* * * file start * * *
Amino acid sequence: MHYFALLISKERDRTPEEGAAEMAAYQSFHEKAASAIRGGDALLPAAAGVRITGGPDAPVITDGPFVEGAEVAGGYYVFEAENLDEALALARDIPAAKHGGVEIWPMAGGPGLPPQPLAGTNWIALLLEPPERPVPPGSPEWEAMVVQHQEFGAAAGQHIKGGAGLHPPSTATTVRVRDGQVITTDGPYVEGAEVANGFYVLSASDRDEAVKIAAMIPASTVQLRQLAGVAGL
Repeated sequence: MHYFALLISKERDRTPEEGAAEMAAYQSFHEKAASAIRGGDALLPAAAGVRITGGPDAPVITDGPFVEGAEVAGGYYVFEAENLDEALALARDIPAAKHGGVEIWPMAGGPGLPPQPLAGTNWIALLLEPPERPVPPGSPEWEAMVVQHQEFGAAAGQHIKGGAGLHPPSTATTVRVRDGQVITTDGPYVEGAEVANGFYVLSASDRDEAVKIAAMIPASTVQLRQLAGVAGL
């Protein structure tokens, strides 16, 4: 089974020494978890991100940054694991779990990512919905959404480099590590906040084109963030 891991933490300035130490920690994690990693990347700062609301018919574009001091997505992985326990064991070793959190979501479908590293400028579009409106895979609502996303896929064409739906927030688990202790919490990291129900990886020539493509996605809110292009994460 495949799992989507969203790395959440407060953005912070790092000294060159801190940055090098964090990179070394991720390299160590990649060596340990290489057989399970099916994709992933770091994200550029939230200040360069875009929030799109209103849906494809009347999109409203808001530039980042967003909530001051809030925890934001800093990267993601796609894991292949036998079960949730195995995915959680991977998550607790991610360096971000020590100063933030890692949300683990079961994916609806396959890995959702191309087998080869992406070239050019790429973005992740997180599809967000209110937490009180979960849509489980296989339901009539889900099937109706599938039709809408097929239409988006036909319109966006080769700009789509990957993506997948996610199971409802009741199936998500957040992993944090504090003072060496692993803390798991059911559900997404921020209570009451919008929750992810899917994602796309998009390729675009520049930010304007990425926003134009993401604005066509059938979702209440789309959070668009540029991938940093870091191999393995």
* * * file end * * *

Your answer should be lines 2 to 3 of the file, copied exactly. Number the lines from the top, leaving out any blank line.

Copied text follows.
Repeated sequence: MHYFALLISKERDRTPEEGAAEMAAYQSFHEKAASAIRGGDALLPAAAGVRITGGPDAPVITDGPFVEGAEVAGGYYVFEAENLDEALALARDIPAAKHGGVEIWPMAGGPGLPPQPLAGTNWIALLLEPPERPVPPGSPEWEAMVVQHQEFGAAAGQHIKGGAGLHPPSTATTVRVRDGQVITTDGPYVEGAEVANGFYVLSASDRDEAVKIAAMIPASTVQLRQLAGVAGL
């Protein structure tokens, strides 16, 4: 089974020494978890991100940054694991779990990512919905959404480099590590906040084109963030 891991933490300035130490920690994690990693990347700062609301018919574009001091997505992985326990064991070793959190979501479908590293400028579009409106895979609502996303896929064409739906927030688990202790919490990291129900990886020539493509996605809110292009994460 495949799992989507969203790395959440407060953005912070790092000294060159801190940055090098964090990179070394991720390299160590990649060596340990290489057989399970099916994709992933770091994200550029939230200040360069875009929030799109209103849906494809009347999109409203808001530039980042967003909530001051809030925890934001800093990267993601796609894991292949036998079960949730195995995915959680991977998550607790991610360096971000020590100063933030890692949300683990079961994916609806396959890995959702191309087998080869992406070239050019790429973005992740997180599809967000209110937490009180979960849509489980296989339901009539889900099937109706599938039709809408097929239409988006036909319109966006080769700009789509990957993506997948996610199971409802009741199936998500957040992993944090504090003072060496692993803390798991059911559900997404921020209570009451919008929750992810899917994602796309998009390729675009520049930010304007990425926003134009993401604005066509059938979702209440789309959070668009540029991938940093870091191999393995």